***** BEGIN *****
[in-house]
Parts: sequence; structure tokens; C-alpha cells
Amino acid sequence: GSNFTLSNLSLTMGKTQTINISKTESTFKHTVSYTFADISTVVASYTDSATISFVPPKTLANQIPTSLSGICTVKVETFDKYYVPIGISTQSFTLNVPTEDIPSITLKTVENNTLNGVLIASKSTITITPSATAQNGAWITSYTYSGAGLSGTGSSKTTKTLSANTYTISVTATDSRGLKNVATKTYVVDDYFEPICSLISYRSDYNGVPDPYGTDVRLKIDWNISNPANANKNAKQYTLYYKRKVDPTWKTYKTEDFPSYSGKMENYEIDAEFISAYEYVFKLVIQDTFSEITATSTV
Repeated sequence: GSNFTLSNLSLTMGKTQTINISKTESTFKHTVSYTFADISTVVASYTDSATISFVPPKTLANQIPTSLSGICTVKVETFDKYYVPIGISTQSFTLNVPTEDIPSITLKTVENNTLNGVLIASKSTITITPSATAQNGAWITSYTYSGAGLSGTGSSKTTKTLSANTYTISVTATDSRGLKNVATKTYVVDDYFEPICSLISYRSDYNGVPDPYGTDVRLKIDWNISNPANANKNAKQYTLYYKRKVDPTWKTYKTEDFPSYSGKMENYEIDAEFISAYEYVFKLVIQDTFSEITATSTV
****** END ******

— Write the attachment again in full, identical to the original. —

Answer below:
[in-house]
Parts: sequence; structure tokens; C-alpha cells
Amino acid sequence: GSNFTLSNLSLTMGKTQTINISKTESTFKHTVSYTFADISTVVASYTDSATISFVPPKTLANQIPTSLSGICTVKVETFDKYYVPIGISTQSFTLNVPTEDIPSITLKTVENNTLNGVLIASKSTITITPSATAQNGAWITSYTYSGAGLSGTGSSKTTKTLSANTYTISVTATDSRGLKNVATKTYVVDDYFEPICSLISYRSDYNGVPDPYGTDVRLKIDWNISNPANANKNAKQYTLYYKRKVDPTWKTYKTEDFPSYSGKMENYEIDAEFISAYEYVFKLVIQDTFSEITATSTV
Repeated sequence: GSNFTLSNLSLTMGKTQTINISKTESTFKHTVSYTFADISTVVASYTDSATISFVPPKTLANQIPTSLSGICTVKVETFDKYYVPIGISTQSFTLNVPTEDIPSITLKTVENNTLNGVLIASKSTITITPSATAQNGAWITSYTYSGAGLSGTGSSKTTKTLSANTYTISVTATDSRGLKNVATKTYVVDDYFEPICSLISYRSDYNGVPDPYGTDVRLKIDWNISNPANANKNAKQYTLYYKRKVDPTWKTYKTEDFPSYSGKMENYEIDAEFISAYEYVFKLVIQDTFSEITATSTV